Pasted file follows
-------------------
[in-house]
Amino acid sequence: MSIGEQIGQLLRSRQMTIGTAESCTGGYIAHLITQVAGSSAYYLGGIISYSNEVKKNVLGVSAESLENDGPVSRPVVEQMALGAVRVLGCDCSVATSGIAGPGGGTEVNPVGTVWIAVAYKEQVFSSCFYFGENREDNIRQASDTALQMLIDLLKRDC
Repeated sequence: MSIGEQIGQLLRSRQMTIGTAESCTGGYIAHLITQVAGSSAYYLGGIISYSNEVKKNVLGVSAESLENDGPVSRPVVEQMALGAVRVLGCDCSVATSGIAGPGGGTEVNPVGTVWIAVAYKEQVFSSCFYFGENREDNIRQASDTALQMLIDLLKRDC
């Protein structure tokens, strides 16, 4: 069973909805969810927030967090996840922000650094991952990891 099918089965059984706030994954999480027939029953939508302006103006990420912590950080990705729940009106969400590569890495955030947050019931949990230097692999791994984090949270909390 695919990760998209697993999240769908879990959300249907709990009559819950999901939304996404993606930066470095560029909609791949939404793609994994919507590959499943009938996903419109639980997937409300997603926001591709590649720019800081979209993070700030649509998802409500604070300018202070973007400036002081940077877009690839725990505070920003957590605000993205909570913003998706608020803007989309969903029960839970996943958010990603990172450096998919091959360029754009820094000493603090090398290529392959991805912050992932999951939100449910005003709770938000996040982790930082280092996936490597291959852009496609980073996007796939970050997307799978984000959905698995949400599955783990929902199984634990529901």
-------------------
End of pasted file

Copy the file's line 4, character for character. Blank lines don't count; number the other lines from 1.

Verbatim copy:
């Protein structure tokens, strides 16, 4: 069973909805969810927030967090996840922000650094991952990891 099918089965059984706030994954999480027939029953939508302006103006990420912590950080990705729940009106969400590569890495955030947050019931949990230097692999791994984090949270909390 695919990760998209697993999240769908879990959300249907709990009559819950999901939304996404993606930066470095560029909609791949939404793609994994919507590959499943009938996903419109639980997937409300997603926001591709590649720019800081979209993070700030649509998802409500604070300018202070973007400036002081940077877009690839725990505070920003957590605000993205909570913003998706608020803007989309969903029960839970996943958010990603990172450096998919091959360029754009820094000493603090090398290529392959991805912050992932999951939100449910005003709770938000996040982790930082280092996936490597291959852009496609980073996007796939970050997307799978984000959905698995949400599955783990929902199984634990529901």